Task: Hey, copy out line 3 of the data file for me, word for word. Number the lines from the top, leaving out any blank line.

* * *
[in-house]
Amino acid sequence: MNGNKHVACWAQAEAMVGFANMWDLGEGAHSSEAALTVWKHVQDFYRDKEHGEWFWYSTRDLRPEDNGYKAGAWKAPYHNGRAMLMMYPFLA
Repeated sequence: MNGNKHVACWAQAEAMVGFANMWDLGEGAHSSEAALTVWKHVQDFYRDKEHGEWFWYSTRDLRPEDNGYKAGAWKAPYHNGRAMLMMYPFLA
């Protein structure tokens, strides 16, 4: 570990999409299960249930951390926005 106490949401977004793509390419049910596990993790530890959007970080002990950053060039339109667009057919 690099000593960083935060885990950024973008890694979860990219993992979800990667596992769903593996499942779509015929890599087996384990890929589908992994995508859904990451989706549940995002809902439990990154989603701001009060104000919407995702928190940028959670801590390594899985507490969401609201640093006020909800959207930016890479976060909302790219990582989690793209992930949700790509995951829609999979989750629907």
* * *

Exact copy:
Repeated sequence: MNGNKHVACWAQAEAMVGFANMWDLGEGAHSSEAALTVWKHVQDFYRDKEHGEWFWYSTRDLRPEDNGYKAGAWKAPYHNGRAMLMMYPFLA